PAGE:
There is no blood test for FAS. When doctors diagnose the disease, they do so based on symptoms. Special education is often required for children with FAS; this is one of the alcoholism effects on the family. This is because many children who have FAS simply cannot learn effectively in a typical classroom setting. Psychological counseling is often needed for the families of children who have FAS because FAS is complicated to deal with for the entire family. Speech therapy, mental health counseling, education for parents, and physical therapy can all be helpful too.

Partial Fetal Alcohol Syndrome (pFAS)

Partial Fetal Alcohol Syndrome is a different form of FAS. With pFAS, the children may not have many visible physical defects and abnormalities. However, they often have neurological, structural, and functional abnormalities in their brain which were caused by the mother’s alcohol consumption. Because pFAS is not as obvious physically, it can be more challenging to diagnose.

Alcohol-Related Neurodevelopmental Disorder (ARND)

This disorder is similar to FAS and pFAS. Doctors who make this diagnosis commonly see the following symptoms: neurodevelopmental issues, self-regulation problems, adaptive skills issues, and behavioral issues which appear later in life.

Alcohol-Related Birth Defects (ARBD)

Many physical defects can occur to a baby as a result of alcohol use during pregnancy. These defects include kidney issues, ear and eye malformations, heart issues, and skeletal deformities.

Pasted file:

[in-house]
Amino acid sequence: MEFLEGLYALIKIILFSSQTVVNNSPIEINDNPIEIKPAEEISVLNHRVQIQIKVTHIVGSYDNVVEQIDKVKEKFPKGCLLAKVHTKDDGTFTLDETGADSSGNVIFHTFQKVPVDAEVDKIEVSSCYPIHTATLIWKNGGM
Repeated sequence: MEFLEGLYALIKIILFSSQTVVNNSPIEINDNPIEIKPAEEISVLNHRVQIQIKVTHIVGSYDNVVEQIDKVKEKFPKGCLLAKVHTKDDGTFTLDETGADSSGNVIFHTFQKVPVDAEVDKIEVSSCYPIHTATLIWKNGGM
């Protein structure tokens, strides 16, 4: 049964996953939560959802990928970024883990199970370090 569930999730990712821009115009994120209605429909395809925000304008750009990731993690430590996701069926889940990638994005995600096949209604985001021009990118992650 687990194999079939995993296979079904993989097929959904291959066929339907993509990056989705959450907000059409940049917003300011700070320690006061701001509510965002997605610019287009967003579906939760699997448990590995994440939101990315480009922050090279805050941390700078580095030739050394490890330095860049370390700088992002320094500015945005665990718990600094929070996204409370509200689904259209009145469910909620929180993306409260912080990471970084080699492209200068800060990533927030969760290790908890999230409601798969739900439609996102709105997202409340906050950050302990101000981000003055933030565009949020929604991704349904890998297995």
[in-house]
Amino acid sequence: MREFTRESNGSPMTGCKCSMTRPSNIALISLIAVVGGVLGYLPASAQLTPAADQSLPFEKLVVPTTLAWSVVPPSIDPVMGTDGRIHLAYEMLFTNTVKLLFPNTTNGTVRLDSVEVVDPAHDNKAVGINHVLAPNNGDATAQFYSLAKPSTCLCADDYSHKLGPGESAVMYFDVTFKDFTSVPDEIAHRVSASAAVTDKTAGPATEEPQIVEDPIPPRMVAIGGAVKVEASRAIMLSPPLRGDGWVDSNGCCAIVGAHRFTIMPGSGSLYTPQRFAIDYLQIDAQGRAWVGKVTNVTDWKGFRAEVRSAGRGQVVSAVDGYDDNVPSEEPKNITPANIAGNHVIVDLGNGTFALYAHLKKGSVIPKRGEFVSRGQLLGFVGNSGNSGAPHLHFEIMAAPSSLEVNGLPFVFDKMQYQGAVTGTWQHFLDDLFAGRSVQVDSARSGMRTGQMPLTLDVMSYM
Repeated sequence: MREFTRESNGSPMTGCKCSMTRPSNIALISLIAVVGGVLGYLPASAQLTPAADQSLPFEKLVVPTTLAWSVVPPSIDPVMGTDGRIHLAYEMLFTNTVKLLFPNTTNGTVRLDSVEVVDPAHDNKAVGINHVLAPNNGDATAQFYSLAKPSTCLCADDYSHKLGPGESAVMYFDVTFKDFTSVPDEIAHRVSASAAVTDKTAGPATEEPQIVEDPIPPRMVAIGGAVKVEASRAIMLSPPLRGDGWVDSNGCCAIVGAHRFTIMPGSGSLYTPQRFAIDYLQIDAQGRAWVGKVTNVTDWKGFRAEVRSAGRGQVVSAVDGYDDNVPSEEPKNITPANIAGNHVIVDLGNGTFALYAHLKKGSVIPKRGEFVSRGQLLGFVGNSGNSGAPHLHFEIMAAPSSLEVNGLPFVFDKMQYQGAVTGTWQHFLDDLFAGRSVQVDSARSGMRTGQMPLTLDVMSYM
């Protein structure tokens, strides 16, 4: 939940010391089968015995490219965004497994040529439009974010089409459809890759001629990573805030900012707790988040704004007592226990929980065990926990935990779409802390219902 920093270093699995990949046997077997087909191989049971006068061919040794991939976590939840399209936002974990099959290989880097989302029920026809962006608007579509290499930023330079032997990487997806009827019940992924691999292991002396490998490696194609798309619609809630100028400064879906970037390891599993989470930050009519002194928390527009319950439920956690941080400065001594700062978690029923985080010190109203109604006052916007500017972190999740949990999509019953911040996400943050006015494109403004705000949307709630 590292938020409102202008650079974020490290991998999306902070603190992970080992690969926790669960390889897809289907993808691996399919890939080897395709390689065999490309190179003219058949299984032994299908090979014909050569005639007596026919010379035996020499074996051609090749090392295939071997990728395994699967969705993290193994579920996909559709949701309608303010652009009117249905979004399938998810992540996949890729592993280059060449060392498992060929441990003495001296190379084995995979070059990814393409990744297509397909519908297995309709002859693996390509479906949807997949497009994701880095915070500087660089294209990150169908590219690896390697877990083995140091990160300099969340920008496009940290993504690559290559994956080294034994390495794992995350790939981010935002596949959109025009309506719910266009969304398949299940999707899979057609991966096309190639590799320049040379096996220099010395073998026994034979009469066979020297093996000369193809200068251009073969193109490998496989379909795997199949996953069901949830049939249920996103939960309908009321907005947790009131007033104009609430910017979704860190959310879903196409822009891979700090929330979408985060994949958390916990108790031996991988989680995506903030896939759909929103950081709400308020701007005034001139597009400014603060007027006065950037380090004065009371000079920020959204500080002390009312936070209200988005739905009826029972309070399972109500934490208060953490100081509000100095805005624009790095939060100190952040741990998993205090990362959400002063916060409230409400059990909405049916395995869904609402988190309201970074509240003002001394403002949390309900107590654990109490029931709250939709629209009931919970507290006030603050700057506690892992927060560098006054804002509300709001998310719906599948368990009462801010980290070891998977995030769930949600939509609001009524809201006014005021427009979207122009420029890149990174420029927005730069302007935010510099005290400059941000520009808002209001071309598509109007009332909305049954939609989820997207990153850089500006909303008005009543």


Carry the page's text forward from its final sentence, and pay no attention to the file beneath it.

Drinking During Pregnancy: The Timeline

Although drinking alcohol during any trimester is dangerous, drinking it during the first trimester is the most dangerous. This is because this is the point when the baby’s face, brain, spinal cord, and other structures are developing.

Drinking Alcohol During the First Trimester

Every alcoholic beverage that you consume during this period increases the risk of the baby having abnormal facial features by 25 percent. It also results in a 12 percent increased chance that the baby will have a smaller sized head, and a 16 percent increased the chance of the baby having a low birthweight.

Further, every drink you consume during the first trimester results in an increased chance of the baby having neurological abnormalities and damage to brain circuitry. The second half of the first trimester is the period during pregnancy in which the baby is most at risk for damage caused by the mother’s alcohol consumption.

Drinking Alcohol During the Second Trimester

Even though many believe that it is okay to drink after the first trimester, it is not. The spinal cord and brain development throughout all stages of pregnancy. Because of this, it is dangerous to consume beer, wine, etc. at any stage of pregnancy. It has been proven that fetal exposure to alcohol can cause neurological impairments.

If you drink alcohol during the second trimester of a pregnancy, then there is a 68 percent chance that the baby will be smaller than average when it is born. There is also a higher chance that there will be abnormal brain development, difficulty regulating body temperature, and breathing trouble when it is born.